Royston and Sauerbrei emphasize the importance of modeling continuous predic-tors correctly, avoiding unnecessary categorization. They argue that multivariablefractional polynomials may be seen as a flexible and convenient compromisebetween ultra-flexible but potentially unstable local influence models, such as(smoothing) splines and relatively inflexible global influence models, such as forexample conventional polynomials 34. We think that they argue their case con-vincingly and will explore multivariable fractional polynomials for our continuouspredictor candidates such as age, exercise capacity test results and blood values.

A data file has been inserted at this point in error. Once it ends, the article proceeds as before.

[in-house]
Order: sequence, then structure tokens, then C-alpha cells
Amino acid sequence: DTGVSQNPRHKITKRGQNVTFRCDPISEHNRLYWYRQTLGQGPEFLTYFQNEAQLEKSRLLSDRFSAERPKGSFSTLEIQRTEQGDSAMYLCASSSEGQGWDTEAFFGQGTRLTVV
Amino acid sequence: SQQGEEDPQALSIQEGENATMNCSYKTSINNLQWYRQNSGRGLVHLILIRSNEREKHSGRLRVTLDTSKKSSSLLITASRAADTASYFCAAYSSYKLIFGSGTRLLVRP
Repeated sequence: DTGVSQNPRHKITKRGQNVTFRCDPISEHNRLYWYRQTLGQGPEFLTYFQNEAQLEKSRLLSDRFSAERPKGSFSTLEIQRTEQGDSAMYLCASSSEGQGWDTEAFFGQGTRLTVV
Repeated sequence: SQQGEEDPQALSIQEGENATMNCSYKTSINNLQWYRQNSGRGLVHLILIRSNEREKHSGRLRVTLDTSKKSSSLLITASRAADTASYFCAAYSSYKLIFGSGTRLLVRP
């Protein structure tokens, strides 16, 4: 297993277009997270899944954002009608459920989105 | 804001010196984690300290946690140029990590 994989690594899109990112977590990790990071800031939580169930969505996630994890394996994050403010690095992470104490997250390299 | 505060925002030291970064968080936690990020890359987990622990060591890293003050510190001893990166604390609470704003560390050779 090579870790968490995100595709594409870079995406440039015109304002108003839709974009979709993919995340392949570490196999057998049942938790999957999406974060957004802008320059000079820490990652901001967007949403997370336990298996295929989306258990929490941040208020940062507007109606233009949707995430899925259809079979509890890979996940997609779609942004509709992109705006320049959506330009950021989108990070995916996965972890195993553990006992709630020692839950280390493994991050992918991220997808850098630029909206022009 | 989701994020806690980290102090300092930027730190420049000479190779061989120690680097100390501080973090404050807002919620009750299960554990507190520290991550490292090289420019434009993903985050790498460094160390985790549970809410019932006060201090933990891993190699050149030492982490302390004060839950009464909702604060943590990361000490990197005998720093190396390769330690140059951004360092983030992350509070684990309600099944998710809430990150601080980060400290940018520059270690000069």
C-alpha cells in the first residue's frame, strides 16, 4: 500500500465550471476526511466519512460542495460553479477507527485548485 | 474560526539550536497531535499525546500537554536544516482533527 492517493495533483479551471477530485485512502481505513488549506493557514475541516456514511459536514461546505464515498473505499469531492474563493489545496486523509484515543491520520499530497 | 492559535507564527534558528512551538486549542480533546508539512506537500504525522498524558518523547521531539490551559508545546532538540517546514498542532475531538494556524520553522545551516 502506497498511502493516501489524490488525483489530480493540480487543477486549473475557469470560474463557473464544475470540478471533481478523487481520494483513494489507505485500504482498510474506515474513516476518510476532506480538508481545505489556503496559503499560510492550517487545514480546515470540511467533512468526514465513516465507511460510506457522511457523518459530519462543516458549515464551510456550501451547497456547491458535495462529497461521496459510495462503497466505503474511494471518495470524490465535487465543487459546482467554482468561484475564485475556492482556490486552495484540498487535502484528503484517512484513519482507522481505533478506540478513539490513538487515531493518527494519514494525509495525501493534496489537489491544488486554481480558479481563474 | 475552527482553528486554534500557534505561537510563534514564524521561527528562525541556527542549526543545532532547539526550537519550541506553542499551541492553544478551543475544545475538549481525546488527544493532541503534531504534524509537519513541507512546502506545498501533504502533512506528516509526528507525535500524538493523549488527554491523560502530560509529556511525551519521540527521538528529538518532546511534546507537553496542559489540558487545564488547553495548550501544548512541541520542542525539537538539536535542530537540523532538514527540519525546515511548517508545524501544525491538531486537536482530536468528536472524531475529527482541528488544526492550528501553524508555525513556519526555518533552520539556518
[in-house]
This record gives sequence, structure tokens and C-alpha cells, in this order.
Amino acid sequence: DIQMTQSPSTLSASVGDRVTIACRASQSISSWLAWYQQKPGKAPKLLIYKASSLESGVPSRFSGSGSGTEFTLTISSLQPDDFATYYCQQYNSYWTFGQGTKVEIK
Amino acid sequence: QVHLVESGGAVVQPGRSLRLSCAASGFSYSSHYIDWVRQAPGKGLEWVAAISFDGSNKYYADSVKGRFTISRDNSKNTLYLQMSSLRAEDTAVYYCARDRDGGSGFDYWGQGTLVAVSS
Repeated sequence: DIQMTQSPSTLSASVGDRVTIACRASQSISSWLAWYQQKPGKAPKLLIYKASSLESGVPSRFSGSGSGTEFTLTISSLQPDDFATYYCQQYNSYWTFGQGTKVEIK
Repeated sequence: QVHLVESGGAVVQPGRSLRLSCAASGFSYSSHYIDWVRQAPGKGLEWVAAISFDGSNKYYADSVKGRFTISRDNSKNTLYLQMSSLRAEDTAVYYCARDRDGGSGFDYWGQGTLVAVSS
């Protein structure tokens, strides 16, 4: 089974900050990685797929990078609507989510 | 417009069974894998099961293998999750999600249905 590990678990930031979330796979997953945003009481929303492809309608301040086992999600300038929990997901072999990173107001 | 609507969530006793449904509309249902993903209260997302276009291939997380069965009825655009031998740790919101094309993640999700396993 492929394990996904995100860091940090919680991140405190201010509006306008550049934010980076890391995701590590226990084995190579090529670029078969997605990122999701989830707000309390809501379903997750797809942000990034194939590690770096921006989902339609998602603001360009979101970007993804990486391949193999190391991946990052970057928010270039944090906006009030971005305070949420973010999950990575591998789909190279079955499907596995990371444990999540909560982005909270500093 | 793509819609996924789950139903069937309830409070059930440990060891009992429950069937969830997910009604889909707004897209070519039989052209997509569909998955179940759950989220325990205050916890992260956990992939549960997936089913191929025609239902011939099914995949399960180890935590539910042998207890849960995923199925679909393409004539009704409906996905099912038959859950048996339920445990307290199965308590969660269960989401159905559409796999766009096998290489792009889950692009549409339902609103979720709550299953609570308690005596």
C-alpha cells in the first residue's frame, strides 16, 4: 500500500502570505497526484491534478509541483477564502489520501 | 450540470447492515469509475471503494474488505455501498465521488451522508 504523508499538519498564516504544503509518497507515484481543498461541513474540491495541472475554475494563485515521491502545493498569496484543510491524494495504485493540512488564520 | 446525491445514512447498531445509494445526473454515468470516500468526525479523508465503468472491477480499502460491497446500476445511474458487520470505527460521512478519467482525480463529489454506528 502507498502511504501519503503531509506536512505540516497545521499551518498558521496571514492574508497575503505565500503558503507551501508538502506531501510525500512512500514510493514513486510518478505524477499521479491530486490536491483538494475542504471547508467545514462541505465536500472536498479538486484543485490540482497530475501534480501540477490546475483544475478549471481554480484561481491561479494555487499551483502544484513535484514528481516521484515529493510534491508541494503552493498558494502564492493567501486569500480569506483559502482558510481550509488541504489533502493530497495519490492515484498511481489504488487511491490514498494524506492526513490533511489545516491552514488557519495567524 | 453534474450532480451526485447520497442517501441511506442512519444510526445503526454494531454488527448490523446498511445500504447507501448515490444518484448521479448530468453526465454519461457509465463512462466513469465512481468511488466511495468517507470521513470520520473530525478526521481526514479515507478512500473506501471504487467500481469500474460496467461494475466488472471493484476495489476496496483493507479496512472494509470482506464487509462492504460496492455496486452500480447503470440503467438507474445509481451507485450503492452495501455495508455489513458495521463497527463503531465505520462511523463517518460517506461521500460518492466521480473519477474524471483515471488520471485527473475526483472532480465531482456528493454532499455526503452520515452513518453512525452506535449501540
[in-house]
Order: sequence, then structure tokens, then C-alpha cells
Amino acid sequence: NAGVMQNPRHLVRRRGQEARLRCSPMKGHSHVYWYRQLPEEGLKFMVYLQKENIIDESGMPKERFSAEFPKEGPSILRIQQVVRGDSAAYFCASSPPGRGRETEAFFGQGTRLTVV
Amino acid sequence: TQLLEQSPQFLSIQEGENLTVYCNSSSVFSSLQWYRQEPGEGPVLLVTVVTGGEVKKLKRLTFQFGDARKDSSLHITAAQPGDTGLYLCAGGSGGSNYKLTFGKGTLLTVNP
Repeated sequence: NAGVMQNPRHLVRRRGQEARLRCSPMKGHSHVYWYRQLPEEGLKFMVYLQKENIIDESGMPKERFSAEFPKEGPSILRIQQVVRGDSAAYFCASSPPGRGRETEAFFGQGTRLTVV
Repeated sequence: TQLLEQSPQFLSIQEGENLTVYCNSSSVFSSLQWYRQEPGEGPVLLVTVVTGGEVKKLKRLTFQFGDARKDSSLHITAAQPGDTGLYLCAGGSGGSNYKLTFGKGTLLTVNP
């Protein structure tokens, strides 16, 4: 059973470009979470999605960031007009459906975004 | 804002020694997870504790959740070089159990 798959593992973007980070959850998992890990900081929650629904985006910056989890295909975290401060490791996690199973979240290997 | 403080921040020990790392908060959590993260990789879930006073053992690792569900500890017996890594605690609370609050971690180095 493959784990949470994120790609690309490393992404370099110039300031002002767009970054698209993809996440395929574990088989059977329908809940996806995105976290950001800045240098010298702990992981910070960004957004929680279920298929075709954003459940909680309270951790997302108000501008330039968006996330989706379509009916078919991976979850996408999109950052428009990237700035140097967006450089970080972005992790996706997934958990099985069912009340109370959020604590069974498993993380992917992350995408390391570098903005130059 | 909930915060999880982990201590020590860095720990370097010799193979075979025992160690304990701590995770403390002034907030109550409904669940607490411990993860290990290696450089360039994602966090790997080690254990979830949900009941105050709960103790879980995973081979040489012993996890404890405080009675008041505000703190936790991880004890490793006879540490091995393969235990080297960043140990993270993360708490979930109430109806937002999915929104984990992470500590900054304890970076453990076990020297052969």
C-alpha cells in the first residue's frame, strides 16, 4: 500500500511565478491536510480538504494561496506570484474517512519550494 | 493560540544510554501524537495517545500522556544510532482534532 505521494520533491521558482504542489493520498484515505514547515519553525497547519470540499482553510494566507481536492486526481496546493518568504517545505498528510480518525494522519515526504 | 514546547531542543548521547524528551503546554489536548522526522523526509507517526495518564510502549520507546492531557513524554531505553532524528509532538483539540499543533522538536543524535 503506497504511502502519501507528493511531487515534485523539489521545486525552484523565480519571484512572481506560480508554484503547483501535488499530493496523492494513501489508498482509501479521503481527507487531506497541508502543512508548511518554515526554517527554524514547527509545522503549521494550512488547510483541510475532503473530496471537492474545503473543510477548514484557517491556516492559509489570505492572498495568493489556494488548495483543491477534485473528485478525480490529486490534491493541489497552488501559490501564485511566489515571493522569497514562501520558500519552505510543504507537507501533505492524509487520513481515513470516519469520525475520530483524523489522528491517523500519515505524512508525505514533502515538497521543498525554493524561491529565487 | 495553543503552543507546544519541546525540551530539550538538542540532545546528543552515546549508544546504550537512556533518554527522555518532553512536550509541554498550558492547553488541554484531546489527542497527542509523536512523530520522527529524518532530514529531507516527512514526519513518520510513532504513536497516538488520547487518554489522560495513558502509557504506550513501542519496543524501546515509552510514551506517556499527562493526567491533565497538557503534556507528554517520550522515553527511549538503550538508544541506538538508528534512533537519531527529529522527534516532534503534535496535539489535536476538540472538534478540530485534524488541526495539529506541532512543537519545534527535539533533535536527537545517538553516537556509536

The biggest issue of contention seems to be the one of variable selection. Thereis the choice between full models (which, as stated above, we think are imprac-tical due to physicians’ time restraints), backward elimination, shrinkage, lasso(least absolute shrinkage and selection operator) or least angle regression (LAR)and finally, one we think has much potential, the garotte 34-36. The garotte is ashrinkage approach in which the degree of shrinkage is reduced as the predic-tor’s regression coefficient gets larger. This is attractive since, according toCopas, large coefficients do not need (much) shrinkage. Lasso and generalshrinkage may shrink large coefficients too much. A drawback of the garotte isthat it starts with a full model which may be too large to fit. We expect to beable to explore the garotte if we succeed in programming it. The final model maystill be subjected to enhanced bootstrap procedure to estimate over-optimism.This is usually expressed as the difference between areas under the curve orBrier scores. We will explore any over-optimism in the predicted values and theircorresponding confidence intervals.